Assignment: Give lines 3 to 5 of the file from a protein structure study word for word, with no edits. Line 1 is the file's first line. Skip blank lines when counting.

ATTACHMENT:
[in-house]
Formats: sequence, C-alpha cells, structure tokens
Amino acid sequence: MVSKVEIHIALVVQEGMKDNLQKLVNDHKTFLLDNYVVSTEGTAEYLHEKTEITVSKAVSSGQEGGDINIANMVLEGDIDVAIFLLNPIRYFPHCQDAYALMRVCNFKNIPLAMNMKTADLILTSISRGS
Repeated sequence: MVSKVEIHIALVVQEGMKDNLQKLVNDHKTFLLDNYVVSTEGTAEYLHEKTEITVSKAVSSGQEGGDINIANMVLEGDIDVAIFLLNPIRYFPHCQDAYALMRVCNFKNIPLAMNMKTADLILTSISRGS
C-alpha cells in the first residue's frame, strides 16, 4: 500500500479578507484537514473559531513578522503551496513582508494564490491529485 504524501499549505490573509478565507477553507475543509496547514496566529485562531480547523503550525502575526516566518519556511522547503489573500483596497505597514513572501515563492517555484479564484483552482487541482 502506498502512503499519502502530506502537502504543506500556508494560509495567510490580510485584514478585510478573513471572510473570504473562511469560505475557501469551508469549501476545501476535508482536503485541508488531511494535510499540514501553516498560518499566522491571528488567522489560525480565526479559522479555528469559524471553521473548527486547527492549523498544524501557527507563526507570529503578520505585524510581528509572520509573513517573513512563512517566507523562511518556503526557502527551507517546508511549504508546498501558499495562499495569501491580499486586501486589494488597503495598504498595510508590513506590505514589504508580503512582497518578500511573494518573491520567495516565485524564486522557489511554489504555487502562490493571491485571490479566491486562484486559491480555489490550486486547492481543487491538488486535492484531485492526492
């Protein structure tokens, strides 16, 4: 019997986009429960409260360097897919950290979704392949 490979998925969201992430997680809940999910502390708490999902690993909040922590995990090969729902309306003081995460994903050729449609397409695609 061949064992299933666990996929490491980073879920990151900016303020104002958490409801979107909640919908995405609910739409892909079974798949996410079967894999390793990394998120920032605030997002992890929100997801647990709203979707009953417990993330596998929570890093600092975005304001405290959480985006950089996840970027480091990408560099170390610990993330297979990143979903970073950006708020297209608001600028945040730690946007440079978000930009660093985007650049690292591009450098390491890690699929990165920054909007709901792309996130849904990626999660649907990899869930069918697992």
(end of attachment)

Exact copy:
Amino acid sequence: MVSKVEIHIALVVQEGMKDNLQKLVNDHKTFLLDNYVVSTEGTAEYLHEKTEITVSKAVSSGQEGGDINIANMVLEGDIDVAIFLLNPIRYFPHCQDAYALMRVCNFKNIPLAMNMKTADLILTSISRGS
Repeated sequence: MVSKVEIHIALVVQEGMKDNLQKLVNDHKTFLLDNYVVSTEGTAEYLHEKTEITVSKAVSSGQEGGDINIANMVLEGDIDVAIFLLNPIRYFPHCQDAYALMRVCNFKNIPLAMNMKTADLILTSISRGS
C-alpha cells in the first residue's frame, strides 16, 4: 500500500479578507484537514473559531513578522503551496513582508494564490491529485 504524501499549505490573509478565507477553507475543509496547514496566529485562531480547523503550525502575526516566518519556511522547503489573500483596497505597514513572501515563492517555484479564484483552482487541482 502506498502512503499519502502530506502537502504543506500556508494560509495567510490580510485584514478585510478573513471572510473570504473562511469560505475557501469551508469549501476545501476535508482536503485541508488531511494535510499540514501553516498560518499566522491571528488567522489560525480565526479559522479555528469559524471553521473548527486547527492549523498544524501557527507563526507570529503578520505585524510581528509572520509573513517573513512563512517566507523562511518556503526557502527551507517546508511549504508546498501558499495562499495569501491580499486586501486589494488597503495598504498595510508590513506590505514589504508580503512582497518578500511573494518573491520567495516565485524564486522557489511554489504555487502562490493571491485571490479566491486562484486559491480555489490550486486547492481543487491538488486535492484531485492526492